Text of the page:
TKT is also unique in that it comes from a worldview that considers the environment to be worthy of respect, to be owned by all humanity, and as a common responsibility to be stewarded for future generations, rather than something to be exploited for private gain.

Research has shown that incorporating TKT into climate change policies can lead to effective, cost-efficient, participatory, and sustainable mitigation and adaptation strategies. It can also complement modern science, technology, and innovation to the benefit of both people and nature, particularly in communities that are responsible for overseeing or stewarding lands and resources in climate mitigation and adaptation projects.”


Further Reading

Last Updated: Oct 21, 2021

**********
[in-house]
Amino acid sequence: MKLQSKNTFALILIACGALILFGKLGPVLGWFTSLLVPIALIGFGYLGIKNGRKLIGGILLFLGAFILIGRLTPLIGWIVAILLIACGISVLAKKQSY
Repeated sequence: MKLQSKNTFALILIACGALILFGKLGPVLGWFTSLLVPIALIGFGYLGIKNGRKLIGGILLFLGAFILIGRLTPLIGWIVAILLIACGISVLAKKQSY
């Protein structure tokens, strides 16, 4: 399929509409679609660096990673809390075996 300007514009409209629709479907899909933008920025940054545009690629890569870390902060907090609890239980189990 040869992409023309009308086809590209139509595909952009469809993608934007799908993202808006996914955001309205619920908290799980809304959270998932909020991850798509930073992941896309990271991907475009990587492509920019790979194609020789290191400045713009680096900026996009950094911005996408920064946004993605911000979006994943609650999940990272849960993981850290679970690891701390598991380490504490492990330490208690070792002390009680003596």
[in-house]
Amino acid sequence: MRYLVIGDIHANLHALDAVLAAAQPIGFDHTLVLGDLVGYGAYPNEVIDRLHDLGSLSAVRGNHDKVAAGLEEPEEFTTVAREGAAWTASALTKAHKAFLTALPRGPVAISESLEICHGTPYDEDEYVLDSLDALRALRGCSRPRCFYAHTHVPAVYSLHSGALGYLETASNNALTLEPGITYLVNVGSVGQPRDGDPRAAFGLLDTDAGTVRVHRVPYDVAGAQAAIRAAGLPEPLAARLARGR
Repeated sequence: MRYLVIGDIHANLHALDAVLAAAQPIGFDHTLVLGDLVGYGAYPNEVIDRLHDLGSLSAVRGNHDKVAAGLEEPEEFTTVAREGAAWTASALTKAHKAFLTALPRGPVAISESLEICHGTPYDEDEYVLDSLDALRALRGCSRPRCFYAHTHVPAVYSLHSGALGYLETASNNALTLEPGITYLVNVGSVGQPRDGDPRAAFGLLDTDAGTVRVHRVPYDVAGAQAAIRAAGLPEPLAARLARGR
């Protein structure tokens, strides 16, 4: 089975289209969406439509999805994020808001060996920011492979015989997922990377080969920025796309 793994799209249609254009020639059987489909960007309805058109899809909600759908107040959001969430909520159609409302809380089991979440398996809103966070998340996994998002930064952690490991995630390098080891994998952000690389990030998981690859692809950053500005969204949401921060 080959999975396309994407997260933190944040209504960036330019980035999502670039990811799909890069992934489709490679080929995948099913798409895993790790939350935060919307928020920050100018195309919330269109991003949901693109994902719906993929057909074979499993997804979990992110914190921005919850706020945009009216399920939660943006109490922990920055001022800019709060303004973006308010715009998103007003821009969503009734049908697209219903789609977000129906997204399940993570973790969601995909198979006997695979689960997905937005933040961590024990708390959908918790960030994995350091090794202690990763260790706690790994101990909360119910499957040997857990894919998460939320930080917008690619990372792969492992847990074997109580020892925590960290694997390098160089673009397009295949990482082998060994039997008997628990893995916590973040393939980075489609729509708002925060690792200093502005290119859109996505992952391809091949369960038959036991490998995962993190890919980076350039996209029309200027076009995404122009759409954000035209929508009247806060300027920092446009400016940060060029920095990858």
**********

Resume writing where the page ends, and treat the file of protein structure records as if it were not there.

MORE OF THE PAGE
Dr. Liji Thomas

Written by

Dr. Liji Thomas

Dr. Liji Thomas is an OB-GYN, who graduated from the Government Medical College, University of Calicut, Kerala, in 2001. Liji practiced as a full-time consultant in obstetrics/gynecology in a private hospital for a few years following her graduation. She has counseled hundreds of patients facing issues from pregnancy-related problems and infertility, and has been in charge of over 2,000 deliveries, striving always to achieve a normal delivery rather than operative.